Some of Cobb’s readers even donate — she makes about $150 a month through her Patreon account, and 76,000 people subscribe to the Reddit forum, where her work is pinned to the top, so any new members can get caught up on the fly.

“There was a New Yorker cartoon that came out this week that I think sums it up pretty well,” says A.G., the host of the popular podcast Mueller She Wrote, referring to a Julia Suits cartoon that some might see as an exaggeration but that many in this Mueller-obsessed world received with a ring of truth. The cartoon shows a conspiracist-type standing in a room, wallpapered in names ripped from Washington Post headlines, and string trying to connect them all.

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Roger Stone’s Indictment Could Be Bad News For Donald Trump Jr. (HBO)

Roger Stone’s arrest last week for lying to Congress, obstruction and witness tampering didn’t just implicate the longtime political strategist and Donald Trump adviser. It suggests Special Counsel Robert Mueller may be getting closer to the president’s inner circle, as he investigates the possibility that the Trump campaign colluded with the Russian government to influence the 2016 election.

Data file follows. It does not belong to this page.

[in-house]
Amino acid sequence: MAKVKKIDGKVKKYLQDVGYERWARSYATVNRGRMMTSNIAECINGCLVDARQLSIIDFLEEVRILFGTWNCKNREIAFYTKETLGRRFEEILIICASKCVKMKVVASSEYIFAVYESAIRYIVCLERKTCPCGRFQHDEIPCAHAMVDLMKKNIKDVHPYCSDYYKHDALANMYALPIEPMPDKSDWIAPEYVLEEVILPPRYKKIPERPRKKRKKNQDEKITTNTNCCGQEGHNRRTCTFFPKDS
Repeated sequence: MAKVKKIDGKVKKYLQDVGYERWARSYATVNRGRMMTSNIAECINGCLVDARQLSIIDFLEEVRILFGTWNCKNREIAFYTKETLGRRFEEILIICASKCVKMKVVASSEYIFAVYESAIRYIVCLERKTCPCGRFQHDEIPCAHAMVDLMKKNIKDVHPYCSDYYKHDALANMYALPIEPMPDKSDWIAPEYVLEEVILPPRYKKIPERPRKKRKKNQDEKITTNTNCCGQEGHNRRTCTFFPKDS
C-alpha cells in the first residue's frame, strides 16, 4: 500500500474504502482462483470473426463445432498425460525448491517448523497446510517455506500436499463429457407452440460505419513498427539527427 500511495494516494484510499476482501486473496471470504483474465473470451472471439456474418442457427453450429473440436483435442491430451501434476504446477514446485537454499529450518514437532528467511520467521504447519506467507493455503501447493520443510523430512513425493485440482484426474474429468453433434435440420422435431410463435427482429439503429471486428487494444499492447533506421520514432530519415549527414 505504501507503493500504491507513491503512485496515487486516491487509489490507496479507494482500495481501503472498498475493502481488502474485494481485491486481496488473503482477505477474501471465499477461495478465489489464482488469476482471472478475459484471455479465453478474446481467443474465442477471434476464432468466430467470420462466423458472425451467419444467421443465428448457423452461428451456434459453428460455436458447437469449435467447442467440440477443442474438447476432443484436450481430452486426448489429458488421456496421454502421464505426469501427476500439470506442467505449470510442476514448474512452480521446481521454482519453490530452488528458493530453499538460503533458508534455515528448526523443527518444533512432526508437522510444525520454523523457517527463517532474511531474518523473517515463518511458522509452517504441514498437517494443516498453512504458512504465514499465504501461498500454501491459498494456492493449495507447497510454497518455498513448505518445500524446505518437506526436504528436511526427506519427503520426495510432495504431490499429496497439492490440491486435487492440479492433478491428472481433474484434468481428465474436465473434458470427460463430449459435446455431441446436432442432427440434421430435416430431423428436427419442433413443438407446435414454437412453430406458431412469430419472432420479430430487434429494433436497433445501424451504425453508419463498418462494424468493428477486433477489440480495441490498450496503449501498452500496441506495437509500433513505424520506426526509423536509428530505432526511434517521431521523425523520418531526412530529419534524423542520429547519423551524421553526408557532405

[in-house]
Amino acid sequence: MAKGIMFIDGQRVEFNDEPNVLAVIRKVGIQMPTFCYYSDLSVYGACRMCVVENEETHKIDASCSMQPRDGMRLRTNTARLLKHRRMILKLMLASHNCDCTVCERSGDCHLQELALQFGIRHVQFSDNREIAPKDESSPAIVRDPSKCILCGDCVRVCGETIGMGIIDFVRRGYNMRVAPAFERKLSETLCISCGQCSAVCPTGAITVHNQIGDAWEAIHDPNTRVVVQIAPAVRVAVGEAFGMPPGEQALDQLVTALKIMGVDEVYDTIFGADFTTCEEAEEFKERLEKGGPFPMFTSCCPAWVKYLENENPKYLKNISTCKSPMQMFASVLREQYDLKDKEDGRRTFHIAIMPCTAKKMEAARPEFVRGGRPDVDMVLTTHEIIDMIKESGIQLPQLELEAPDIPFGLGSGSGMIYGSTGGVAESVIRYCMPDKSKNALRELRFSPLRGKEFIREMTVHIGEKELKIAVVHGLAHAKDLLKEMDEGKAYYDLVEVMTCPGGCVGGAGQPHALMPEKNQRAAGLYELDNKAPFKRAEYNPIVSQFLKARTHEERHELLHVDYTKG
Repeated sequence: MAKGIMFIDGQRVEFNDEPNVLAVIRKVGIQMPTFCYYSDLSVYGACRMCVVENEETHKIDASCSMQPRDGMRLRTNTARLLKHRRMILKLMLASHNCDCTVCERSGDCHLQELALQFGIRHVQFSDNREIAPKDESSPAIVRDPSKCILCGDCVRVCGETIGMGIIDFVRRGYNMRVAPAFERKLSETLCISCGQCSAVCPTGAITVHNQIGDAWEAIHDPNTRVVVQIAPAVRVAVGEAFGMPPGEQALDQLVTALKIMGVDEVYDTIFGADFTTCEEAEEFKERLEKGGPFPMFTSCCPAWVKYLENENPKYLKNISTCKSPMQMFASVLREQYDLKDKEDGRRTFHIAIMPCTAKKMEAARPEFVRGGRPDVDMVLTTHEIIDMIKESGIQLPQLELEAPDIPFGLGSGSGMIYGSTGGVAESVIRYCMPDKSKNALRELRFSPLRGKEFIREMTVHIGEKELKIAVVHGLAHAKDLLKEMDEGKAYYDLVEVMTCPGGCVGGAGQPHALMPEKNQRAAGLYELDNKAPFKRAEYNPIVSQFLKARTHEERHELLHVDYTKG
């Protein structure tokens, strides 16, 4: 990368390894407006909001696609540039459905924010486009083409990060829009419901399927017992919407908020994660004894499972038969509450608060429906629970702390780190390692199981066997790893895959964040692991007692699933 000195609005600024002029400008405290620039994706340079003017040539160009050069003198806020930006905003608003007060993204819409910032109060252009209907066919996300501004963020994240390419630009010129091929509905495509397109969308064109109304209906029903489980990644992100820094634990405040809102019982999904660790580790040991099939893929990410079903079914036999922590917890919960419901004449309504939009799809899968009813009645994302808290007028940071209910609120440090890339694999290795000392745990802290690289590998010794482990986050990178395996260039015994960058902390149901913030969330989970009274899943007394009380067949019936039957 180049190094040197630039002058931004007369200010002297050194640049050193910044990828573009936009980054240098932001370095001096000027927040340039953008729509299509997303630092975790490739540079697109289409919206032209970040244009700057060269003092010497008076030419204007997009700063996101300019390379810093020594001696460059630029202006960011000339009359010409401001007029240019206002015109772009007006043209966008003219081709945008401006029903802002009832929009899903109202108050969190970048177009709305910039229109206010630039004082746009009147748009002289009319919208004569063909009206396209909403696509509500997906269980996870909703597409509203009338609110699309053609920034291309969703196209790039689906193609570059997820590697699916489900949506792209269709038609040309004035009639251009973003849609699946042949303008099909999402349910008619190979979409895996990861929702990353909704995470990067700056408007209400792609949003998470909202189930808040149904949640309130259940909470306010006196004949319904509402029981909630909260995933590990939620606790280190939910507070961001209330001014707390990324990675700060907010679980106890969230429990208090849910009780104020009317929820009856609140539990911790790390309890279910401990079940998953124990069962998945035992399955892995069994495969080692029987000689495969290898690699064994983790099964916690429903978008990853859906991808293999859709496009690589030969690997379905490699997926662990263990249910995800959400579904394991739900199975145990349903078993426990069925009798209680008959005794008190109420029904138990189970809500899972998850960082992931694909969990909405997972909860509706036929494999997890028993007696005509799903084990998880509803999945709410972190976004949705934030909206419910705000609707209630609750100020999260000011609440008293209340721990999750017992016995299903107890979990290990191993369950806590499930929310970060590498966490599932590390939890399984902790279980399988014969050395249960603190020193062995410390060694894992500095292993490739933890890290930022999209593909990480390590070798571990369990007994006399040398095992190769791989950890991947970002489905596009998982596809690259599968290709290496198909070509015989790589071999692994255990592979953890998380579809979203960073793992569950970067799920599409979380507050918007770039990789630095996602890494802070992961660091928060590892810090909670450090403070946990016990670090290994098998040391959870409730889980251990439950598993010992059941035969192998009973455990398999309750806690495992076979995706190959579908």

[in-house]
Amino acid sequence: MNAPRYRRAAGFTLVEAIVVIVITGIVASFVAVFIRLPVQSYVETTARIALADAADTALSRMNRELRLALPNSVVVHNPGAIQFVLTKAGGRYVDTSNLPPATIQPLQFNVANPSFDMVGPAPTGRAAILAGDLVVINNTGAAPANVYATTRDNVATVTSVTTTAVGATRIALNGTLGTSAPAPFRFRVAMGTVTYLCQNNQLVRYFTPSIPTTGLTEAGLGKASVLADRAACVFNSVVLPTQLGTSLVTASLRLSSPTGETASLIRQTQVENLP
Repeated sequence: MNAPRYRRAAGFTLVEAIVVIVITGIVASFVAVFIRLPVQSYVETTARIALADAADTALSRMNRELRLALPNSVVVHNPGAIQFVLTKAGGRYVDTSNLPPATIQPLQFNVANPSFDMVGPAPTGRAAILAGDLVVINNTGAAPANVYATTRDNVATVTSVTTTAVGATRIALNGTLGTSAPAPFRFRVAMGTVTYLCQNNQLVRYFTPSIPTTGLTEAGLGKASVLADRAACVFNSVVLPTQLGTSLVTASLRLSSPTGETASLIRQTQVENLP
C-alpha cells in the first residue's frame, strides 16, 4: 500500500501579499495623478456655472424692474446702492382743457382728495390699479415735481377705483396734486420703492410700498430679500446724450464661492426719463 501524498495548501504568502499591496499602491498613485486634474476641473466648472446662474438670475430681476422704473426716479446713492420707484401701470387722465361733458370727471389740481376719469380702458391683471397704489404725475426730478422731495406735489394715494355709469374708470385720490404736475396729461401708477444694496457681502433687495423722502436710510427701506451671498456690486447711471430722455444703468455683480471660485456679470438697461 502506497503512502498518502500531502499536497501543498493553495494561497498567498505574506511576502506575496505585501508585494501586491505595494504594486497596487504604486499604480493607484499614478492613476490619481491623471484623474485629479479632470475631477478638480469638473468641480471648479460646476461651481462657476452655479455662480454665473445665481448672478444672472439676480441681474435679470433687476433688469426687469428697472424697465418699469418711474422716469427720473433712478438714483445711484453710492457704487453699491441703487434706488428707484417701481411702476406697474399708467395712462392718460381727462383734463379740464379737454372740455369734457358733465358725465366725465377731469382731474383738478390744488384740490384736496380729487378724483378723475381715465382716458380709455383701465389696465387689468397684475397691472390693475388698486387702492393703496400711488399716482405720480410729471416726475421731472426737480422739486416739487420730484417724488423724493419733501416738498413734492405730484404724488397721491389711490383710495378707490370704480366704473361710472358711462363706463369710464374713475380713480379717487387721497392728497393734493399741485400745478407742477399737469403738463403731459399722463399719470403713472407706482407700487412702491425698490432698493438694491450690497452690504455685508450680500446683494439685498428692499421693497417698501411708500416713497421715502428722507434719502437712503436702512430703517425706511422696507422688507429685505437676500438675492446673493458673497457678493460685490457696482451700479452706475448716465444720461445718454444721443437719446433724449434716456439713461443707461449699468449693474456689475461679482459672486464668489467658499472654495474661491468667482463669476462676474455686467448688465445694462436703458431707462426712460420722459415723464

Tucked into page four of the indictment was an intriguing assertion that “a senior Trump Campaign official was directed to contact Stone” to find out more about what emails WikiLeaks was planning to release next. The unnamed campaign official was directed by *someone* — and that someone could be the president himself.

But the next most likely member of Trump’s inner circle to become the focus of the Special Counsel’s investigation may be Donald Trump Jr., who, as a top adviser to the campaign, was involved in a number of meetings and projects that have come under scrutiny as part of the Mueller probe and multiple congressional investigations.

Congressional investigators are already sounding the alarm that they believe he wasn’t entirely honest with them while testifying under oath on the Hill — and if he knowingly lied to lawmakers, that would constitute a felony. Sen. Richard Blumenthal, a Connecticut Democrat and member of the Judiciary Committee, told reporters that he wanted a number of individuals to return to Capitol Hill for another round of testimony, to clarify inconsistencies, including Trump Jr.

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How To Run For Reelection When Trump’s Put A Target On Your Back (HBO)

When you’re a Democratic senator up for reelection in a state President Donald Trump won by 20 points, and the president calls on you to resign, you don’t take the bait. If you’re Montana Sen. Jon Tester, at least, you give him props.